Posts Tagged ‘startup’

There is no “Foundry Group Boulder Signaling Problem”

Forbes published an article yesterday by Maureen Farrell stating that there’s a “signaling problem” for TechStars Boulder companies who don’t raise money from Foundry Group.

“… one byproduct of [Foundry Group’s] generosity for any young Boulder company is that, if it hasn’t been funded by The Foundry Group, it must explain why. Otherwise it has a signaling problem, something that happens when a VC invests in an early round but doesn’t show up for later rounds.”

And while I’m going to argue (forcefully) here that neither my partners nor I either believe this to be true or even wish for that kind of market power, I should acknowledge that I’ve heard this before. And not just in relation to TechStars companies, but for tech companies based in Boulder more generally. I’ve been in a couple of meetings where a founder has suggested that if Foundry didn’t invest, no-one would (in both cases we didn’t invest and they did indeed find another capital source). I’ve also received calls from other investors asking why Foundry had “passed” on something (although in none of those cases did I think they were fishing for a reason to pass – but rather trying to get another data point on the business). And many, many people around town talk regularly about the overall lack of venture funds in the Colorado market (which leaves Foundry at the top of a very short list of active local investors, in large part where this perception likely stems from).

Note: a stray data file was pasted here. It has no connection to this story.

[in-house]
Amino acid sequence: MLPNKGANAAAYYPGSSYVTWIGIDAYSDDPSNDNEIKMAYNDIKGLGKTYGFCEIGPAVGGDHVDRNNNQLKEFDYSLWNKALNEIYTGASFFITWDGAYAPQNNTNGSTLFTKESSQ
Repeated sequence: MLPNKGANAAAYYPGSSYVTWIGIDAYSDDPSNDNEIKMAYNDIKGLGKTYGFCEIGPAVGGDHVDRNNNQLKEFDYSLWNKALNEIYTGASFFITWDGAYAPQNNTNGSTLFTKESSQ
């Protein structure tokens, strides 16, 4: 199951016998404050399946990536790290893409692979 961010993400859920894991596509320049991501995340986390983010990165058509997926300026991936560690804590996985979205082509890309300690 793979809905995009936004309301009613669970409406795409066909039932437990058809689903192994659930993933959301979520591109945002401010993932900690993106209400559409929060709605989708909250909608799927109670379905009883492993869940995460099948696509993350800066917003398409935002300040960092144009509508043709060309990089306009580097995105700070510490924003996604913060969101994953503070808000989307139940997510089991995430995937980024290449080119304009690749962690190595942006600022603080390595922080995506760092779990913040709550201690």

I’m extremely proud of the vibrant tech ecosystem in Boulder and the role that my partners and I have played in helping shape it, however we don’t welcome the notion that Foundry somehow controls the Boulder market. Whether Foundry has this kind of negative drag on Boulder companies or TechStars is an extremely important topic to us. We spend untold time and energy helping Boulder tech companies (not just TechStars companies and certainly not limited to companies in the Foundry portfolio) be successful, and the implication that not getting funding from Foundry is a negative mark on a business is the kind of market power that we certainly DO NOT want to have.  It’s not good for Boulder, not good for Foundry and not good for other venture firms (in part because it suggests that other venture firms simply aren’t capable (or willing) to do their own work). And while all four Foundry partners are involved with TechStars, our funding support for the program (and those in other cities) comes from us personally, not from our fund (we do this in part to try to avoid the perception that TechStars is in any way captive to Foundry, which it most definitely is not).

It is my belief that this sentiment, to the extent to which it even exists, is much more perception than reality (and at that, the perception of a very limited number of people). And while writing about it might drive some traffic Forbes.com, the reality is that there’s no due diligence line item on other venture firms’ checklists for Boulder companies that says “find out why Foundry passed”. There is no signaling problem.

And the numbers support me. Strongly.